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Increase in black students admitted to Cambridge University

The prestigious institution said black students made up 3.4% of this year’s UK undergraduate intake.

There has been an increase in the number of black students taking up places at Cambridge University (Joe Giddens/PA)
There has been an increase in the number of black students taking up places at Cambridge University (Joe Giddens/PA)

By Alison Kershaw, PA Education Correspondent

More black students are being admitted to Cambridge University, figures from the prestigious institution show.

For the first time, black students made up more than 3% of the undergraduate intake, which is reflective of wider UK society, the university said.

It said the rise was due to a number of factors, including the “Stormzy effect”.

The grime artist is funding the tuition fees and living costs for two students each year.

The figures come at a time when the UK’s most selective universities are under intense pressure to recruit more students from a broader range of backgrounds.

Cambridge’s data shows that 91 black students have been admitted to the university this year, up around 50% from 61 who started courses last autumn (2018/19).

This means that black UK students make up 3.4% of the 2,663 UK students overall who were admitted to the institution this year.

A breakdown of the numbers admitted by Cambridge’s 29 undergraduate colleges is not currently available.

The university said it means that this year, there will be more than 200 black undergraduates studying at Cambridge in total, a record number.

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Stormzy has said he will fund the tuition fees and living costs for two Cambridge students each year (Matt Crossick/PA)

Ucas figures show that, as of September 12, 33,730 black UK students had been accepted on to degree courses at British universities and colleges, meaning black students make up 7.9% of UK acceptances in total.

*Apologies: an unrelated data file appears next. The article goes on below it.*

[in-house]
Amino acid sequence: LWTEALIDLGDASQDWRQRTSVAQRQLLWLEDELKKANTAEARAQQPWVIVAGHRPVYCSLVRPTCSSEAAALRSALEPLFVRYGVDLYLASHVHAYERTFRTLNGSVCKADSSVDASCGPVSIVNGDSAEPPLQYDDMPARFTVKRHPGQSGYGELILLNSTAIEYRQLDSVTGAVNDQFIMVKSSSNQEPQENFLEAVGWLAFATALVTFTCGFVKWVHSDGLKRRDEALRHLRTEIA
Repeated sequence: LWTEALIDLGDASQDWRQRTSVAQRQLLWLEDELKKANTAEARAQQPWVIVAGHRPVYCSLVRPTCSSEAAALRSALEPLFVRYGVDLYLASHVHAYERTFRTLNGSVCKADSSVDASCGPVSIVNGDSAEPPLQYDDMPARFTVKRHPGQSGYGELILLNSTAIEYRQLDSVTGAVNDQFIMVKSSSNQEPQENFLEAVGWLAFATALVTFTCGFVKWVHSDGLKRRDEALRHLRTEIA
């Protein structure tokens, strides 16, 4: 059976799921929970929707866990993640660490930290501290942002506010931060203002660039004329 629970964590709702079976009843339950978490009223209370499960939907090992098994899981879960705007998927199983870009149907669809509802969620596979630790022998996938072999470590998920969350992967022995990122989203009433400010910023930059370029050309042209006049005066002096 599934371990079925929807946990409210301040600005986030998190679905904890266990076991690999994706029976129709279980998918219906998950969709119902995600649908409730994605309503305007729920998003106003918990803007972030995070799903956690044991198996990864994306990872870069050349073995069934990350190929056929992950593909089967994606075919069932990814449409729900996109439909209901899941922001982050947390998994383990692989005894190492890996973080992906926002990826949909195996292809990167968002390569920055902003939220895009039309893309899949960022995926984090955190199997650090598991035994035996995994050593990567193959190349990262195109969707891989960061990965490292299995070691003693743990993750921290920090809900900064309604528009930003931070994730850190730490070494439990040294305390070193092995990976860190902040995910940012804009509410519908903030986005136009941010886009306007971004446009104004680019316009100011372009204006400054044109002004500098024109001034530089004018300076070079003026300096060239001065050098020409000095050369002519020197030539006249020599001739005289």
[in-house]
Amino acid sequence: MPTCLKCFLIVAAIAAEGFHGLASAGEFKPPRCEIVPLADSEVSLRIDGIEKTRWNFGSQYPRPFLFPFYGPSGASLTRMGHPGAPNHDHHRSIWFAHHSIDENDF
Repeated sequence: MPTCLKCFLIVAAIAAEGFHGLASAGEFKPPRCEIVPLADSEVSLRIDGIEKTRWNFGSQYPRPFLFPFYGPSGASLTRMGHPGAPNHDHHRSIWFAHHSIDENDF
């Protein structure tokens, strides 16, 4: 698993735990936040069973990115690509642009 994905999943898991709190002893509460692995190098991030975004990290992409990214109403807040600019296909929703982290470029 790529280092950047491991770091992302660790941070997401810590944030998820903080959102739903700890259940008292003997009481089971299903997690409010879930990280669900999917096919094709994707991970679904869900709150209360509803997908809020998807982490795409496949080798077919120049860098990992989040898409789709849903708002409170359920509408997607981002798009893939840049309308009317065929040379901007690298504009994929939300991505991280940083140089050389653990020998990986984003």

According to the last national census, around 4% of all 18-24-year-olds in England and Wales are black.

Cambridge’s figures also show that 26.8% of its undergraduate students this year are from black, Asian and minority ethnic backgrounds.

We have achieved this without any reduction in offer levels or provision of preferential treatment Professor Graham Virgo, Cambridge University

Professor Graham Virgo, Cambridge’s senior pro-vice-chancellor for education said the university had been working hard to show that it is a welcoming place for all students.

“This record rise in the number of black students is a credit to their hard work and ability: we have not lowered entry standards.

“It is also a credit to the hard work put in by admissions staff across the university and colleges in running various outreach activities, and the positive campaigns run by our student societies and external partners.

“We have achieved this without any reduction in offer levels or provision of preferential treatment.”

Cambridge said one factor for the hike was the announcement by Stormzy in August last year that he will fund the tuition fees and living costs for two students each year for the duration of their time at Cambridge.

Since then, there has been an increase in the number if black students taking part in outreach activities and enquiring about courses, the university said.

It added that other factors include the involvement of several student societies in promoting the university of different groups of potential students, and proactive campaign work.

Wanipa Ndhlovu, president of the University’s African-Caribbean Society (ACS), said: “This is really good news and is a testament to the hard work that ACS, as well as the university, has been putting in to break down perceptions.

“It should send out a signal to other black students that they can find their place at Cambridge and succeed.”

David Lammy, Labour MP for Tottenham, who has raised concerns in the past over diversity at top universities, said: “It is a shame it has taken so long, but it’s obviously very good news that the number of black students getting into Cambridge has seen such progress this year.

“There is still much more work to do to sustain this, especially given the reality that under 21s are considerably more ethnically diverse than the general population.

“Radical reforms are still required if Britain’s top universities are to get the best talent, regardless of background, school, geographical location and class.”

PA

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